Health News sponsored by VCU Health
Celebrating the Month of May as
National Physical Fitness and Sports Month
By: J. Chevonte’ Alexander
Did you know that regular physical activity increases your chances of living a longer, healthier life? In this week’s Urban Views Health News, we chat with Dr. Candace Johnson, Assistant Professor at Virginia Commonwealth University School of Nursing in the Department of Family and Community Health Nursing. Dr. Johnson primarily teaches Community Health Nursing to nursing students and also teaches a community-based clinical section in the Richmond’s Southside community.
Dr. Johnson describes her passion for health research in the African American community and working with the participants (not patients) as her way to evoke change in her community. With a Master’s in Public Health, Johnson looks at the sociological and psychological components and contextual factors related to health behaviors that eventually lead to disease due to poor health decisions.
We had the opportunity to chat with her about the lack of physical activity in the African American community, and in recognition of National Physical Fitness and Sports Month, how we can begin to better take care of our own bodies and the communities we live in.
May 1st marks the start of the annual National Physical Fitness and Sports Month, led by the President’s Council on Fitness, Sports and Nutrition. The month highlights the importance of healthy lifestyles, being physically active, and participating in your favorite sports.
That’s why National Physical Education and Sport Week – observed May 1-7 – is the perfect kickoff. May is the ideal time to get outside, be active, and enjoy nice weather.
Growing up in the city of Petersburg, a city plagued with poor health conditions, she understood that to make a change in the community, she had to do something more than learning and practicing medicine. “Medicine is more about prescriptions and telling you what is wrong, and I wanted to deal with diseases before they occur.”
Her mother had Type II diabetes and cardiovascular disease and the health issues affecting the African American community started to hit home for Johnson. Changing behaviors and looking at societal determinants affecting the African American community became a priority.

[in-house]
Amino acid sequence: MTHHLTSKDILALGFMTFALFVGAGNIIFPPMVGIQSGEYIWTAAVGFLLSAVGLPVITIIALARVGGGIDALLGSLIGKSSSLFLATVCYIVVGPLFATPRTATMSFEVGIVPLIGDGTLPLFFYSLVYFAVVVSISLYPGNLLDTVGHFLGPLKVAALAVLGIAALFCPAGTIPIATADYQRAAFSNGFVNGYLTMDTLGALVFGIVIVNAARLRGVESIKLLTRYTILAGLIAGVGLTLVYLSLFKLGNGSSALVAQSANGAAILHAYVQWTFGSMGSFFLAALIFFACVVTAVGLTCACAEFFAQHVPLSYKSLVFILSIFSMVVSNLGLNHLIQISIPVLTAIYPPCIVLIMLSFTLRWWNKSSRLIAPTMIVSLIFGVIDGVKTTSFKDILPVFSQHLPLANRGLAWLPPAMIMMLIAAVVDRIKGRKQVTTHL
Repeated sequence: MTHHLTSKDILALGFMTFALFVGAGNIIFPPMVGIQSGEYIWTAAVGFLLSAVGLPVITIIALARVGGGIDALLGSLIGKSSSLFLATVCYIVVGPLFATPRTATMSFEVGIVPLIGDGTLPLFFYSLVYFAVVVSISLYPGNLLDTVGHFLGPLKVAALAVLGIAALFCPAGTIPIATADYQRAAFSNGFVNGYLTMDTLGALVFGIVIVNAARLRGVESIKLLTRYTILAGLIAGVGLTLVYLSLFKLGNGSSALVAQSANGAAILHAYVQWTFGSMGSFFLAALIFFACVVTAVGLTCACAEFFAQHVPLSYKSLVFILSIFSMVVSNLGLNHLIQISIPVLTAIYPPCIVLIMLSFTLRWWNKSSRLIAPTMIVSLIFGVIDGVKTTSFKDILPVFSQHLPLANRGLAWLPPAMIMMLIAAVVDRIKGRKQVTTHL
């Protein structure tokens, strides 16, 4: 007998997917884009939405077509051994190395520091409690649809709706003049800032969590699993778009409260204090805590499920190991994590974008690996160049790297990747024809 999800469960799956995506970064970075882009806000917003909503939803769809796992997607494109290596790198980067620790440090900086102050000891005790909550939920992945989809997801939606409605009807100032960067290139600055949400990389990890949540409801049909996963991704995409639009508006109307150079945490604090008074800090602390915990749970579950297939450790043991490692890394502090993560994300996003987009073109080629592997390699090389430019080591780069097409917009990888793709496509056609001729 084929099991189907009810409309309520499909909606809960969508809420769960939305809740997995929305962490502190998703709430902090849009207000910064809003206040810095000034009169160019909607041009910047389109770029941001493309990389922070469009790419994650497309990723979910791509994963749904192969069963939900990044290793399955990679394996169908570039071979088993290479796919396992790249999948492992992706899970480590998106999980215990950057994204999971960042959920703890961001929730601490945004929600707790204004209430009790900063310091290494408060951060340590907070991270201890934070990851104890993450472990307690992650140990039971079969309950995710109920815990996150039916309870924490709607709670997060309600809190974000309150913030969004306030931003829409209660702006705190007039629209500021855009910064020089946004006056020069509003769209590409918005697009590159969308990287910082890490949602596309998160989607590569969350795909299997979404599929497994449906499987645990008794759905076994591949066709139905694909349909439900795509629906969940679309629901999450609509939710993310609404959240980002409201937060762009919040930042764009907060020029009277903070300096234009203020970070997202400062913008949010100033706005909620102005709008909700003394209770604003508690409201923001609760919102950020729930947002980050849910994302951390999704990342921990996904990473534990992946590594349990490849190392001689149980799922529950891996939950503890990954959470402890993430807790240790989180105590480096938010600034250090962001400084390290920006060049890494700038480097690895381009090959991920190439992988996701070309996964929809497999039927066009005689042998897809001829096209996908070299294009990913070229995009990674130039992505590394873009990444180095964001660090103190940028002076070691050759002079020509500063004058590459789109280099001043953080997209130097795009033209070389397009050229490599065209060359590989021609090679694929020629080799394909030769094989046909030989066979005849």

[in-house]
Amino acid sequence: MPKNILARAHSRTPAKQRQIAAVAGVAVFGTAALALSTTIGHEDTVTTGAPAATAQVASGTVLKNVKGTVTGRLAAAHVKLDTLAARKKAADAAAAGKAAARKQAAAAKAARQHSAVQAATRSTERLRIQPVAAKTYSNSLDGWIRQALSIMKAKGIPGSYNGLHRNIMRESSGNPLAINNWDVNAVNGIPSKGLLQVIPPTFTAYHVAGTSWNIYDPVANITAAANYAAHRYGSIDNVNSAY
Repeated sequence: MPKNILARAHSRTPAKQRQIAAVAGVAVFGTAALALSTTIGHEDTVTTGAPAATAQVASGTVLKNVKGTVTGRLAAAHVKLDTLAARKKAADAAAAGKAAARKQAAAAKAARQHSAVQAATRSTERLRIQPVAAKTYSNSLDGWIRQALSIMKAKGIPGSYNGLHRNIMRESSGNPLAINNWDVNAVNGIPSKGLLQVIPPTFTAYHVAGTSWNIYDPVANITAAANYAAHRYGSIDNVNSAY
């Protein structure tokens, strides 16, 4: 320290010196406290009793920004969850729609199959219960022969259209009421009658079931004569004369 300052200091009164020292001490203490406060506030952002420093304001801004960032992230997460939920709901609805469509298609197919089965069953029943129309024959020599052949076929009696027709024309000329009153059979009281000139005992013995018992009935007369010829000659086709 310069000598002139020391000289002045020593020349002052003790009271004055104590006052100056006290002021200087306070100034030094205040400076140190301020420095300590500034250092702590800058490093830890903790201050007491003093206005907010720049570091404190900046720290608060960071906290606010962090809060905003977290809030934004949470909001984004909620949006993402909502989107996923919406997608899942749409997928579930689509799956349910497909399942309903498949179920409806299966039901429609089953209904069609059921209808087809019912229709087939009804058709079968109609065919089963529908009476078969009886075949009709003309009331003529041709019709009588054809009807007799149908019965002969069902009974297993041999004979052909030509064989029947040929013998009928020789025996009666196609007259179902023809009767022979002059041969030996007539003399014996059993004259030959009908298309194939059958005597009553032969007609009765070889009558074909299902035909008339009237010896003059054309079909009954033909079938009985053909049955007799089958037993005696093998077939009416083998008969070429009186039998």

“What I began to notice in my own family and community is that we are dying from preventable diseases.”
Unfortunately, as statistics and research show, African Americans rank at the top for chronic diseases due to poor health decisions. From heart disease to obesity, our community takes lead in categories that are killing us. But, we can change these statistics by beginning to have the conversations in our homes, churches, schools and communities. Why are African Americans plagued by poor health conditions? It begins with talking and then changing behaviors. Let’s get active!
During the month of May, we challenge all adults to get 30 minutes of physical activity every day. It also reduces your risk for high blood pressure, heart disease, and some types of cancer. The Physical Activity Guidelines for Americans recommend that adults:
- Aim for 2 hours and 30 minutes of moderate aerobic activity each week. Moderate activity includes things like walking fast, dancing, swimming, and raking leaves.
- Do muscle-strengthening activities – like lifting weights or using exercise bands – at least 2 days a week.
“People have to realize that getting healthy is a process.” comments Johnson. “It takes small behavior changes to make a healthy lifestyle sustainable.” Physical activity is for everyone. No matter what shape you are in, you can find activities that work for you. Together, we can rise to the challenge and get more active during the month of May!
Check out our next Health News column, as we continue the conversation with Dr. Johnson with a two-part series on the health of African American women and the societal barriers that keep us inactive.